On a day dedicated to appreciating clean water, more than two dozen environmental and social justice organizations called on Wisconsin lawmakers to regulate a group of hazardous chemicals that have been found in drinking water across the state, including Madison’s.
The coalition is pushing for adoption of a bill known as the CLEAR Act, which would require the Department of Natural Resources to establish and enforce standards for at least six fluorinated compounds in water, air and land, known collectively as PFAS.
“As it stands right now, public water systems in Wisconsin are not required to test our drinking water for PFAS,” the groups wrote in a joint statement to dozens of state legislators representing districts with known PFAS releases. “The most important consequence of doing nothing is exposure to undetected PFAS contamination in our drinking water and our environment.”
The coalition of 28 groups, organized by the PFAS Community Campaign, points out that other states — including Michigan, Minnesota, Vermont, New York, Connecticut and Massachusetts — have enacted enforceable standards for the compounds.
PFAS are a group of chemicals found in numerous products, including foam used to fight oil-based fires. Sometimes called “forever chemicals,” they don’t break down naturally and can accumulate in the body.
Studies have shown two of the compounds, PFOA and PFOS, may increase people’s risk of cancer and affect cholesterol levels, childhood behavior, the immune system and the ability to get pregnant.
For the most part, U.S. chemical manufacturers have stopped making PFOA and PFOS, but according to the DNR the compounds are still imported in consumer goods, and it is still legal to use existing stocks of firefighting foam that contain PFOS.
There are no federal health standards, but the Wisconsin Natural Resources Board on Wednesday unanimously authorized the DNR to move forward on a 30-month process of establishing water quality standards for PFAS.
The Department of Health Services has recommended a combined groundwater enforcement standard of 20 parts per trillion for two compounds, PFOA and PFOS.
In addition to mandating standards, the CLEAR Act, introduced by Sen. Mark Miller, D-Monona, and Sen. Dave Hansen, D-Green Bay, would allow the DNR to require anyone who possesses PFAS to prove they have the financial means to clean up any potential contamination.
The bill has the support of environmental and public health organizations as well as one firefighters group.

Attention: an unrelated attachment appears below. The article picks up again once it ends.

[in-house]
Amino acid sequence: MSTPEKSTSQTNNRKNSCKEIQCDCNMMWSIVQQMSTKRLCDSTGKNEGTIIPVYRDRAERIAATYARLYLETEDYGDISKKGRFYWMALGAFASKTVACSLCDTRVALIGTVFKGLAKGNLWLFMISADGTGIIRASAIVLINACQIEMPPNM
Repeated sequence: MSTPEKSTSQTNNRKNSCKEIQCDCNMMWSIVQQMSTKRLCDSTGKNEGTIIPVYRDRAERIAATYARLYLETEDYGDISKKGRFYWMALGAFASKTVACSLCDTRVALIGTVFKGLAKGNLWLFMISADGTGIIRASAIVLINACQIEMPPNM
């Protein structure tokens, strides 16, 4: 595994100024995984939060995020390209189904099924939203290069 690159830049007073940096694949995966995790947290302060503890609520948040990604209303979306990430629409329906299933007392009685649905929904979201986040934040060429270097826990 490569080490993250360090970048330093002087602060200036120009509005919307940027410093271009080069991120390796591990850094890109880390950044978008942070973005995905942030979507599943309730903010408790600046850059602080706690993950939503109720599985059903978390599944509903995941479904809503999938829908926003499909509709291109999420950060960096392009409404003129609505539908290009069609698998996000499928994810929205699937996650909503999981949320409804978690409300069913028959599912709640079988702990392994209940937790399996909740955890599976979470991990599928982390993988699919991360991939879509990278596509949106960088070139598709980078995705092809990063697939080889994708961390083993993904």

Hearing in doubt
Lobbyists for the dairy, paper, chemical and food-processing industries, as well as Wisconsin Manufacturers & Commerce, oppose it. Those same groups have also criticized the DHS recommendations as too restrictive, saying the required cleanup could “devastate Wisconsin’s economy.”
The CLEAR Act has been referred to the Senate Committee on Natural Resources and Energy, but a spokesman for Hansen said he doesn’t expect it will receive a hearing. Sen. Robert Cowles, R-Green Bay, who heads the committee, did not respond to questions Wednesday about the bill.
Lawmakers are also considering a Republican-sponsored bill that would limit where firefighters and others could test or train with foam containing PFAS. It would allow the use of such foam only in emergency fire response or in testing areas that the DNR determines have “appropriate containment, treatment, and disposal measures.”
Darsi Foss, director of the DNR’s environmental management division, told a Senate committee in September that the GOP bill did not go far enough and recommended changes included in the CLEAR Act, which she said “provides this state with the tools it needs to move forward to comprehensively address this issue.”
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Support for both
Laura Olah, coordinator for the PFAS Community Campaign, said her group supports both bills.
“As long as they’re in combination,” Olah said. “(The GOP) bill by itself is not strong enough. It does have things that aren’t in the CLEAR Act.”
While the DNR is taking steps to regulate PFAS, the group says additional legislation would specify its authority in the face of challenges from industry groups and shorten the timeline for taking action.
“It can take as long as 10 years to get standards on the books,” the groups said. “Affected communities need enforceable standards now.”
‘A day without water’
The statement was issued on a day when the nonprofit Value of Water Campaign was encouraging people to “imagine a day without water.”
As part of that educational campaign, a group of third-graders carried 53 gallons of water — the average amount used by a Madison resident each day — from Lincoln Elementary School to the city’s Well 18 on Park Street.
Isiah Haynes, 8, lugged a 5-gallon cooler for most of the half-mile walk, insisting he could carry more.
His teacher, Angie Hall, explained her class has been learning about water conservation and social justice, touching on issues of lead contamination in Flint, Michigan, as well as PFAS, which has been found at some level in 14 of Madison’s 23 municipal wells, including one that was taken offline as a precaution.
“Guess how many of these 53 gallons are used for toilets,” said Amy Deming, an outreach specialist for the Madison Water Utility.
“A million,” one student offered.
“It has to be less than 53,” Deming suggested.
Eventually the students lined up 12 containers to represent what gets flushed, another 10 for showers, eight for washing clothes.
“That’s how much water is wasted just in leaks,” Deming said, pointing to Haynes’ cooler and another gallon.
Finally there was a single container remaining.
“That jar there is our drinking water,” Deming said.